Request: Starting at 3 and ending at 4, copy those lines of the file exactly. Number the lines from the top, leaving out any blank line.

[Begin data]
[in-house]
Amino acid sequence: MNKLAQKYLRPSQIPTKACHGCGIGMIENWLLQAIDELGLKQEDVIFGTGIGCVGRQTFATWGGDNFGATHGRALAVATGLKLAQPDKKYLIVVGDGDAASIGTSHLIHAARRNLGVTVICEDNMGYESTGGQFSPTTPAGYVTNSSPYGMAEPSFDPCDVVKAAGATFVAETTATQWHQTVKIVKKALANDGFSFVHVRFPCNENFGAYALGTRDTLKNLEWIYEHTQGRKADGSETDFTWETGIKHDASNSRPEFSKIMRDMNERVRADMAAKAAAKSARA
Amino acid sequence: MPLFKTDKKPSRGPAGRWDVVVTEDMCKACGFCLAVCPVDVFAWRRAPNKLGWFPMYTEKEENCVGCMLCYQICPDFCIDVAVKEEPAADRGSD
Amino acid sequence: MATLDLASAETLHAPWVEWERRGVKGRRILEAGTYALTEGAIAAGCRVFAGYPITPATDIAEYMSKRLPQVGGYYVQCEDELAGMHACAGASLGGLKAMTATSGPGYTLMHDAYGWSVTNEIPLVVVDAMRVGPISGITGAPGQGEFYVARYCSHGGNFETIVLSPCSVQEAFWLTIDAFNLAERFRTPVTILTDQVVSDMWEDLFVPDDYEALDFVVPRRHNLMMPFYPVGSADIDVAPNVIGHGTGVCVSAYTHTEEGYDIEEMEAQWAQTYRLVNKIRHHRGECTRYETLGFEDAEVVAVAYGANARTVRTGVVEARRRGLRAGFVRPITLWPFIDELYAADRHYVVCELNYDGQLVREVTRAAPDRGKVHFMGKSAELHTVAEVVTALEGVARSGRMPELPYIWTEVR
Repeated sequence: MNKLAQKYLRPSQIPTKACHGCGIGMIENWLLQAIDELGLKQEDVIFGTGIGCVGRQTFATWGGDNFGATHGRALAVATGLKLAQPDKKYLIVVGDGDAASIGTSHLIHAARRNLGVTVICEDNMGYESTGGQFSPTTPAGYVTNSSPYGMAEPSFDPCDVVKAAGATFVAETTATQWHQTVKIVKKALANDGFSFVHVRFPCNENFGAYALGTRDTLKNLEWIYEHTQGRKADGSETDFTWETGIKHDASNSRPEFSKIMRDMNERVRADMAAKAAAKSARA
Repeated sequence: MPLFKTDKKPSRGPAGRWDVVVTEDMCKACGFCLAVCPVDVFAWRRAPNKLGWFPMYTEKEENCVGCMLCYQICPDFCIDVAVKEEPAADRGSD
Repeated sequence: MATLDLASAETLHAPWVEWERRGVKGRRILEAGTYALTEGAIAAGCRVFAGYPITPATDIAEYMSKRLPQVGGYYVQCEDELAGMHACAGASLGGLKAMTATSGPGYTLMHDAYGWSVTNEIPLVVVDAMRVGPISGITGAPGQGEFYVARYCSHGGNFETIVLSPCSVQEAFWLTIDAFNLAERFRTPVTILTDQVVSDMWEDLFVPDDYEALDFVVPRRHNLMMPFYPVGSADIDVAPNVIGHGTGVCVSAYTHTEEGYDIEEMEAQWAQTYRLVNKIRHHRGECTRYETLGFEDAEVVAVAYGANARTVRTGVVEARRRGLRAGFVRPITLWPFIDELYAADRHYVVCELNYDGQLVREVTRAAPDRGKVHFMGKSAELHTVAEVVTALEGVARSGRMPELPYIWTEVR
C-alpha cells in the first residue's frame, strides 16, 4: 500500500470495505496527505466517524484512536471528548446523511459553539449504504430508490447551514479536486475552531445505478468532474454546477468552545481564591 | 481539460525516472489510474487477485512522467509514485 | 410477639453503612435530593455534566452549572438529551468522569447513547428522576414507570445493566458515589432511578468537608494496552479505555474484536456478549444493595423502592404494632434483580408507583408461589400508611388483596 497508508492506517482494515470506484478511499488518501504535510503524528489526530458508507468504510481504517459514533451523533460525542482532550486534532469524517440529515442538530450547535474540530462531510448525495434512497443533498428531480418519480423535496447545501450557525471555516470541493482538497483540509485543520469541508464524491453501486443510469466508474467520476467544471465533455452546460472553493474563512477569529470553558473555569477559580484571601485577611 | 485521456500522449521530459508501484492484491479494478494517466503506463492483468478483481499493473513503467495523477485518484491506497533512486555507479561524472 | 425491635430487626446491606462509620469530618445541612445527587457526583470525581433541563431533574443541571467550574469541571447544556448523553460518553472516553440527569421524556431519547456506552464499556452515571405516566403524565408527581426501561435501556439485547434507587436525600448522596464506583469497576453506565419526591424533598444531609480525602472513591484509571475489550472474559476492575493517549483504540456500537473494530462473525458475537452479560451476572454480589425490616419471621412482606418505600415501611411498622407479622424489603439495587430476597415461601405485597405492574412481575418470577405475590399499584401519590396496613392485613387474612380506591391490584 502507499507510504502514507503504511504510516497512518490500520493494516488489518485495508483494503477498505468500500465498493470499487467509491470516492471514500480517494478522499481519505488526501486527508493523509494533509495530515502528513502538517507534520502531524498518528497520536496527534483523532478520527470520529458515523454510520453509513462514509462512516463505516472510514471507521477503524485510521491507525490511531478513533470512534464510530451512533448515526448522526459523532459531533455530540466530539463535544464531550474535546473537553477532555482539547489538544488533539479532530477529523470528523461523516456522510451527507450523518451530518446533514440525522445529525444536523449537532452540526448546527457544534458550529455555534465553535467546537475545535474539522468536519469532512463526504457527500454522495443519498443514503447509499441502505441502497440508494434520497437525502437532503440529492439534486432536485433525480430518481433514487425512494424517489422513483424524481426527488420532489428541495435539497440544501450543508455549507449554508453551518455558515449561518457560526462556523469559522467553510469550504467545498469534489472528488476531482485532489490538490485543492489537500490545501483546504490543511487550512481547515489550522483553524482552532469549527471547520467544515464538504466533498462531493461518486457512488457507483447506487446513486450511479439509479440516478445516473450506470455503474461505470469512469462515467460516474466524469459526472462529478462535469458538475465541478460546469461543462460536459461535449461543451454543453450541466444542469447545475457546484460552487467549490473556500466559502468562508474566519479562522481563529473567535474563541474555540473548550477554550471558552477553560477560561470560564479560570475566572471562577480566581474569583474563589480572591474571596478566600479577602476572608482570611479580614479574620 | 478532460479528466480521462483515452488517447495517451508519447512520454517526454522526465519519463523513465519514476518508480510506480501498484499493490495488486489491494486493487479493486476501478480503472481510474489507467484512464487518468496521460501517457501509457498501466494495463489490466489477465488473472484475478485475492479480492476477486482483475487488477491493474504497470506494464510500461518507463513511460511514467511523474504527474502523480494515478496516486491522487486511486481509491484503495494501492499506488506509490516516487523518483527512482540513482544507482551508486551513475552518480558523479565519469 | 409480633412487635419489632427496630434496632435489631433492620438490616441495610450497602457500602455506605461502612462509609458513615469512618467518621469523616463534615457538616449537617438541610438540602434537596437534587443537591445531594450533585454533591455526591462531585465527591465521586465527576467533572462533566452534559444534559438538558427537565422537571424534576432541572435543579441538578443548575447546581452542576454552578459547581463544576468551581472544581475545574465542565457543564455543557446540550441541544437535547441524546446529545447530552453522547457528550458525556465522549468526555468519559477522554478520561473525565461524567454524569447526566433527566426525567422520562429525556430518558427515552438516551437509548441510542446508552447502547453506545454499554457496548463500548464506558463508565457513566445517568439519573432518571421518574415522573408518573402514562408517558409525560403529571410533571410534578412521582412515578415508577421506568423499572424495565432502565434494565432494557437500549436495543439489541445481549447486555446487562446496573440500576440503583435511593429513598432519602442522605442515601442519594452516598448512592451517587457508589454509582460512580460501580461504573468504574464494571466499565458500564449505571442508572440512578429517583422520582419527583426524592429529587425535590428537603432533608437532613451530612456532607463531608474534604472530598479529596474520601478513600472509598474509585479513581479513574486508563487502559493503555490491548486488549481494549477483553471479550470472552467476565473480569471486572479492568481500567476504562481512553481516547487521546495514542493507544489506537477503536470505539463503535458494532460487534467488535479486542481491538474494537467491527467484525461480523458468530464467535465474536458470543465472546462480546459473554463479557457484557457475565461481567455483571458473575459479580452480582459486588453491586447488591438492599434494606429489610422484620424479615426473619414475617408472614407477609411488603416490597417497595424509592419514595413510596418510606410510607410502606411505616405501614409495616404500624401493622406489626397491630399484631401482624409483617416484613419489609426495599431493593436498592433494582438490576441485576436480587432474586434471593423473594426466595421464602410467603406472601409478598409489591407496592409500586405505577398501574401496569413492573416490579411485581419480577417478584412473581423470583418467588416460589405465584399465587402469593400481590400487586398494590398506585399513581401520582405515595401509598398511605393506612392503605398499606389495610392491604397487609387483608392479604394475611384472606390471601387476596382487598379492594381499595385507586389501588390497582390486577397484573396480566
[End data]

Amino acid sequence: MPLFKTDKKPSRGPAGRWDVVVTEDMCKACGFCLAVCPVDVFAWRRAPNKLGWFPMYTEKEENCVGCMLCYQICPDFCIDVAVKEEPAADRGSD
Amino acid sequence: MATLDLASAETLHAPWVEWERRGVKGRRILEAGTYALTEGAIAAGCRVFAGYPITPATDIAEYMSKRLPQVGGYYVQCEDELAGMHACAGASLGGLKAMTATSGPGYTLMHDAYGWSVTNEIPLVVVDAMRVGPISGITGAPGQGEFYVARYCSHGGNFETIVLSPCSVQEAFWLTIDAFNLAERFRTPVTILTDQVVSDMWEDLFVPDDYEALDFVVPRRHNLMMPFYPVGSADIDVAPNVIGHGTGVCVSAYTHTEEGYDIEEMEAQWAQTYRLVNKIRHHRGECTRYETLGFEDAEVVAVAYGANARTVRTGVVEARRRGLRAGFVRPITLWPFIDELYAADRHYVVCELNYDGQLVREVTRAAPDRGKVHFMGKSAELHTVAEVVTALEGVARSGRMPELPYIWTEVR